I’m sometimes asked whether I use this blog as a form of therapy, and whether I write as a way of dealing with my feelings about current or past events. If you’ve read my previous posts you’ll know that I’m no stranger to writing from the heart, and that I always aim to be honest and transparent about my recovery from Anorexia and OCD. If you attended my recent seminar at Warwick University for National Eating Disorders Awareness Week you’ll know that this is the case.

On the whole I found actual therapy – by which I mean psychotherapy with an Eating Disorders specialist – to be something that I looked forward to each week. It took me a long time (years) to deeply connect, and to give myself the permission to cry in a session. It took me a long time (years) to realise that my therapist could handle my tears, and that I didn’t need to be strong for her. It took me a long time (years) to accept that I needed her help. That I was desperately sick, and that the NHS weren’t providing me with all of their support for no apparent reason. I never shied away from or missed my sessions, but I sometimes took a thick armour into the room with me.

I haven’t blogged for a couple on months. I guess it’s because I don’t want to bring that same armour to this space. When I start writing the truth just seems to spill out from my fingertips, and I guess I have been scared about what may present itself. Since the start of 2017 the question that keeps presenting itself to me is “Bims, what is your TRUTH?“. I know that I am a writer. So it makes sense to start here.

I’ve both deliberately and inadvertently started to surround myself with others – women mostly – who embody their own truth. I’ve been doing more yoga and meditation, which in the absence of therapy is now my way of facing all of the murky, shitty feelings that would otherwise lay buried deep beneath the surface. This year I have started teaching a weekly mindfulness class, where I encourage the attendees to look inside themselves and honour whatever it is that their minds, bodies and spirits are truly asking for. So it seems only natural that I would start to do the same. In asking my mind what she wants, asking my body what she wants and asking my heart what she wants, sometimes all I hear is “NOT THIS“.

A year ago I was deep in contest prep for my first competition, and I had a laser like focus in reaching my goal of stepping on stage and looking strong, shredded, fierce. In May I competed again, this time trying to bring a softer look to the stage, but my genetics and lifestyle dictated that I was still on the lean side for Bikini. Nonetheless, I embarked on my off season with the intention of competing again in April of this year.

However, a great deal has changed in my life since last summer. I am living in Brighton, surrounded by my family. I am working as a Personal Trainer, both in a busy gym and as an Online Coach. I teach Spin classes, as well as Yoga and Mindfulness. I have made some wonderful new friends and acquaintances, some of whom inspire me deeply. Somehow Bodybuilding has moved lower down in my list of priorities. For instance:

  • I could spend an hour training, or spend an hour having cuddles with my niece.
  • I could spend a Sunday afternoon eating cold food out of Tupperware on my own, or having a roast dinner and red wine with my family.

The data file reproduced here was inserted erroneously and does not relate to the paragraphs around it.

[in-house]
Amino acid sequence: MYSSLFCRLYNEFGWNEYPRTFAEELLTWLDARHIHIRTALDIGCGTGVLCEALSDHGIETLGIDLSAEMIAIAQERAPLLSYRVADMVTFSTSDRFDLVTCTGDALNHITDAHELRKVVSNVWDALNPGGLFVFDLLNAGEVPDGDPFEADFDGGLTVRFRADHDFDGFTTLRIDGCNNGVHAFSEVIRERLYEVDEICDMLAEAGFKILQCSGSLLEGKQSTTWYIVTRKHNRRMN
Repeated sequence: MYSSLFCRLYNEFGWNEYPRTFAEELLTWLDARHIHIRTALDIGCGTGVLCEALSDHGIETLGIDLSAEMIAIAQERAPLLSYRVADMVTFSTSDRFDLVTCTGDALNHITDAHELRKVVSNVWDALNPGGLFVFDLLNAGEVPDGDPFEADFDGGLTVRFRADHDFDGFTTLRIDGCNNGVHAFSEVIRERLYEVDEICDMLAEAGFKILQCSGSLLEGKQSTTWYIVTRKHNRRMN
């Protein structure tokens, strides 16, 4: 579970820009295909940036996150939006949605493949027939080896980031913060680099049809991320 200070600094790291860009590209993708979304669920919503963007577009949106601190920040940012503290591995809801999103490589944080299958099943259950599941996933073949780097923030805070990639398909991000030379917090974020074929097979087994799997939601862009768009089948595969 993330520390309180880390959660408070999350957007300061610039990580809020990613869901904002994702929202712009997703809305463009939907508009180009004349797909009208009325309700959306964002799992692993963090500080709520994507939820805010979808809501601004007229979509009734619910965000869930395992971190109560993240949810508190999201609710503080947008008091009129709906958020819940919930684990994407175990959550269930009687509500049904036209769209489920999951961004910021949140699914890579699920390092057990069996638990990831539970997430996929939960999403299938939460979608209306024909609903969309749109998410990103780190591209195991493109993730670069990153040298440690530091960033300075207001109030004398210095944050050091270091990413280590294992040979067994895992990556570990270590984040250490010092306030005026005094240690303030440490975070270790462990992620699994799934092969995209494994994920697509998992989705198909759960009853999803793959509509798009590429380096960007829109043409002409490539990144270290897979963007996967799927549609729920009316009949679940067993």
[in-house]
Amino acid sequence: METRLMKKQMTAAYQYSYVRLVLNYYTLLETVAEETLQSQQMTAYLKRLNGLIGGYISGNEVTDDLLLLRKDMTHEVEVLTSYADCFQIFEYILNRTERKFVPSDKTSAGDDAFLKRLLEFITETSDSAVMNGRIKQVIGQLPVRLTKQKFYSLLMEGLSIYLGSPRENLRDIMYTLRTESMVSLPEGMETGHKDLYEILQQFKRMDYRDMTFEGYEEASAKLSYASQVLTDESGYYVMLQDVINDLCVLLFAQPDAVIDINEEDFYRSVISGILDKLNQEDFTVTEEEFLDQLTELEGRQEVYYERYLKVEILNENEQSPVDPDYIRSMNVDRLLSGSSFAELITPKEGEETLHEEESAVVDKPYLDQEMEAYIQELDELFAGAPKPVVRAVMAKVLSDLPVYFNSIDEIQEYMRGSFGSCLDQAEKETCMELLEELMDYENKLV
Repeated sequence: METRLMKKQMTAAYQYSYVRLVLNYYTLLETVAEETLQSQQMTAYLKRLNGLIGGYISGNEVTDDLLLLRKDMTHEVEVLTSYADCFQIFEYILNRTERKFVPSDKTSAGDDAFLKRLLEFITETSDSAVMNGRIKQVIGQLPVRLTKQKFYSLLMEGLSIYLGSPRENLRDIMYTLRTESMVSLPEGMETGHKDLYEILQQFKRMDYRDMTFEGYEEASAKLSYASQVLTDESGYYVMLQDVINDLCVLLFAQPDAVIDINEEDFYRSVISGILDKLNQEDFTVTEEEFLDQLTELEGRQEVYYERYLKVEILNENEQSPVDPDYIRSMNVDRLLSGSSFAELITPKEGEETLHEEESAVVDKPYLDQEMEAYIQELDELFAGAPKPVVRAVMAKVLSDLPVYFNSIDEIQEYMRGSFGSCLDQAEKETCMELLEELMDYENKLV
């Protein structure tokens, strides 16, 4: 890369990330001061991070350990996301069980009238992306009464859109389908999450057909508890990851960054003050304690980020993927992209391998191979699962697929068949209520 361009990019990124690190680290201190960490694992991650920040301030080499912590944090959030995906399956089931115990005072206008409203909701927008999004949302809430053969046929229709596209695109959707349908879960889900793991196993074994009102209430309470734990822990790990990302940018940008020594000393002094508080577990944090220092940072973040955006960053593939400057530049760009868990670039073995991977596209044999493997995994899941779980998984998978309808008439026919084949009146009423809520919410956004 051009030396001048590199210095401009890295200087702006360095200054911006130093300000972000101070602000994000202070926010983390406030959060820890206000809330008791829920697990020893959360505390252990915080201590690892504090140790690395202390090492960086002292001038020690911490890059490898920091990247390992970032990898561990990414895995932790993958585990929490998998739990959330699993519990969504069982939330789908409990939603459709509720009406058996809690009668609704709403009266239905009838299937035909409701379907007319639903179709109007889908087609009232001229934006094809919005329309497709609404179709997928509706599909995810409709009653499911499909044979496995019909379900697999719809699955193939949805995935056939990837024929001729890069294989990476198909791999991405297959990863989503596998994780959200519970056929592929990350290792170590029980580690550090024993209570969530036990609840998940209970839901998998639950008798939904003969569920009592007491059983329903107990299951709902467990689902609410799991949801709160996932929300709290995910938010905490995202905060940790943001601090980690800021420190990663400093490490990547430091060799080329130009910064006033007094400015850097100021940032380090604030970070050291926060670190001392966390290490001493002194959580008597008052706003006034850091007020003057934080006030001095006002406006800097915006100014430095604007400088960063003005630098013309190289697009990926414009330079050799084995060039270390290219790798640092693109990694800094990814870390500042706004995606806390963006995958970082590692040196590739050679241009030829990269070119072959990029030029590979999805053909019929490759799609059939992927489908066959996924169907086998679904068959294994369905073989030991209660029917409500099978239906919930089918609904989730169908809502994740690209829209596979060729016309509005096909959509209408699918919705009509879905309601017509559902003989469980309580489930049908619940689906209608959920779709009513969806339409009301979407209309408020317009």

• I could spend time obsessing over my own diet, calories and macros, or invest that time into my clients and ensure that they reach their goals.
  • I could spend an hour watching bodybuilders on Instagram walking on the treadmill, pretending they are “in the trenches”, or spend an hour connecting with other women in a group meditation.
  • I could time taking gym selfies every day (I’m still guilty of the odd one!), adding “structure and sharpen” until I look shredded enough for Instagram, or teach Mindfulness to a group of busy gym-goers who need my guidance and permission to go let go of DOING and enter a calm state of BEING.

The second options on this list, which only scratch the surface, are what give me deep fulfilment.

It’s not that I will never compete again, but at the moment my body is asking for me to be kind, to be soft. I punished and pushed myself through Anorexia Nervosa and, in some ways, through Bodybuilding. The prospect of losing muscle and losing strength is something that scares me; I like looking and feeling strong. But, as I have said many times, true strength for me will always be about allowing my vulnerability to shine through.

I still lift, and I still eat like an athlete 80% of the time. But, I’ve finally developed a yoga practice that is becoming more important than my body part split. I’ve got back into the routine of a daily meditation practice. I eat like a non-athlete (with no restrictions) 20% of the time. As the days and weeks go on I envisage that the sun salutations may start to override the bicep curls, and that the green smoothies with a side of chocolate (because #balance) start to replace the protein shakes. It helps knowing that I have supportive people in my life who love me however I look, as long as I am happy and healthy.

Change is never painful; only the resistance to change is painful

The final point of this blog post is to reassure anyone reading this (and to continue to reassure myself) that it is ok to change. Change is a sign of growth, of self development and self realisation. It’s ok to look inside yourself and do what you know is right for YOU, rather than what the world expects of you. I am asked daily whether I am going to compete again. My Instagram account is littered with selfies, shredz and badly spelt posts from bodybuilders who act as though Peanut Butter is better than sex. I am not them, I am ME, and I am becoming more like ME every day. Writing, meditation, yoga, relationships, love – This is my therapy, this is my truth.


%d bloggers like this: